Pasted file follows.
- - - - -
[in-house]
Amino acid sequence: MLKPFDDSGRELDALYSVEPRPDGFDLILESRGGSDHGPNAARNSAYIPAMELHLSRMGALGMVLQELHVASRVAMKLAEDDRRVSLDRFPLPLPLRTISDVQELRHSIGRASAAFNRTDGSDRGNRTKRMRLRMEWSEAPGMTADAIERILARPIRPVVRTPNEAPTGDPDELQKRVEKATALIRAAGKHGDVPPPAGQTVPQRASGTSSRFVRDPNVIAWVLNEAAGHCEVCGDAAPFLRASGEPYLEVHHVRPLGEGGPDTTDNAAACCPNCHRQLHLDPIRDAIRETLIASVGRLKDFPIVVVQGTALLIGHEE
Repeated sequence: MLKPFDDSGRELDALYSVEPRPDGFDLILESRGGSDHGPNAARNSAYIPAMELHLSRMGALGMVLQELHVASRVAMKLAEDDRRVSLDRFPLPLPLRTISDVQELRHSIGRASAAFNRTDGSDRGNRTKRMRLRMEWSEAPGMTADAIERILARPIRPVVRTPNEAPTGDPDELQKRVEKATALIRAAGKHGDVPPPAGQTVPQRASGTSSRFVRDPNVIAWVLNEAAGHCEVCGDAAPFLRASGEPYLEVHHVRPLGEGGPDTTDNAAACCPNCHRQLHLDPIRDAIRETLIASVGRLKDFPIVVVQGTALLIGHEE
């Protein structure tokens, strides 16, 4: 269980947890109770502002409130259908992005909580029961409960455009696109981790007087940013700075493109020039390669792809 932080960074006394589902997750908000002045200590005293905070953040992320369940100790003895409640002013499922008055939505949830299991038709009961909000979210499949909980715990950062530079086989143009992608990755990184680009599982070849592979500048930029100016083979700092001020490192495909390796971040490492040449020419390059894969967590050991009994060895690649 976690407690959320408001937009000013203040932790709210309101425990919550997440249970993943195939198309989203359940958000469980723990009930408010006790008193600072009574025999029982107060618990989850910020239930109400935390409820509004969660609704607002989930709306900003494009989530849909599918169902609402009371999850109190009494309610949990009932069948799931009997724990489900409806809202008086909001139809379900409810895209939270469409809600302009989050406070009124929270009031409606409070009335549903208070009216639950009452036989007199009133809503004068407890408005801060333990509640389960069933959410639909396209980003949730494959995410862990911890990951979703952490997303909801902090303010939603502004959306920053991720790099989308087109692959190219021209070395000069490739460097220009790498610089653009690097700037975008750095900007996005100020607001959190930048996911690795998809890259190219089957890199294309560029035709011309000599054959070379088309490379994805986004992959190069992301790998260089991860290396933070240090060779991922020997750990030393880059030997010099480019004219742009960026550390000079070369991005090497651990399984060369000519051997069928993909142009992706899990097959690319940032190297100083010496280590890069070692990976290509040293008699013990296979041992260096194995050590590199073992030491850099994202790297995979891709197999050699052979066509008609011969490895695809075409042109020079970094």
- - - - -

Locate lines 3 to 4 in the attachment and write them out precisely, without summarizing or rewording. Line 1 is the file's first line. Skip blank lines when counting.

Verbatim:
Repeated sequence: MLKPFDDSGRELDALYSVEPRPDGFDLILESRGGSDHGPNAARNSAYIPAMELHLSRMGALGMVLQELHVASRVAMKLAEDDRRVSLDRFPLPLPLRTISDVQELRHSIGRASAAFNRTDGSDRGNRTKRMRLRMEWSEAPGMTADAIERILARPIRPVVRTPNEAPTGDPDELQKRVEKATALIRAAGKHGDVPPPAGQTVPQRASGTSSRFVRDPNVIAWVLNEAAGHCEVCGDAAPFLRASGEPYLEVHHVRPLGEGGPDTTDNAAACCPNCHRQLHLDPIRDAIRETLIASVGRLKDFPIVVVQGTALLIGHEE
């Protein structure tokens, strides 16, 4: 269980947890109770502002409130259908992005909580029961409960455009696109981790007087940013700075493109020039390669792809 932080960074006394589902997750908000002045200590005293905070953040992320369940100790003895409640002013499922008055939505949830299991038709009961909000979210499949909980715990950062530079086989143009992608990755990184680009599982070849592979500048930029100016083979700092001020490192495909390796971040490492040449020419390059894969967590050991009994060895690649 976690407690959320408001937009000013203040932790709210309101425990919550997440249970993943195939198309989203359940958000469980723990009930408010006790008193600072009574025999029982107060618990989850910020239930109400935390409820509004969660609704607002989930709306900003494009989530849909599918169902609402009371999850109190009494309610949990009932069948799931009997724990489900409806809202008086909001139809379900409810895209939270469409809600302009989050406070009124929270009031409606409070009335549903208070009216639950009452036989007199009133809503004068407890408005801060333990509640389960069933959410639909396209980003949730494959995410862990911890990951979703952490997303909801902090303010939603502004959306920053991720790099989308087109692959190219021209070395000069490739460097220009790498610089653009690097700037975008750095900007996005100020607001959190930048996911690795998809890259190219089957890199294309560029035709011309000599054959070379088309490379994805986004992959190069992301790998260089991860290396933070240090060779991922020997750990030393880059030997010099480019004219742009960026550390000079070369991005090497651990399984060369000519051997069928993909142009992706899990097959690319940032190297100083010496280590890069070692990976290509040293008699013990296979041992260096194995050590590199073992030491850099994202790297995979891709197999050699052979066509008609011969490895695809075409042109020079970094």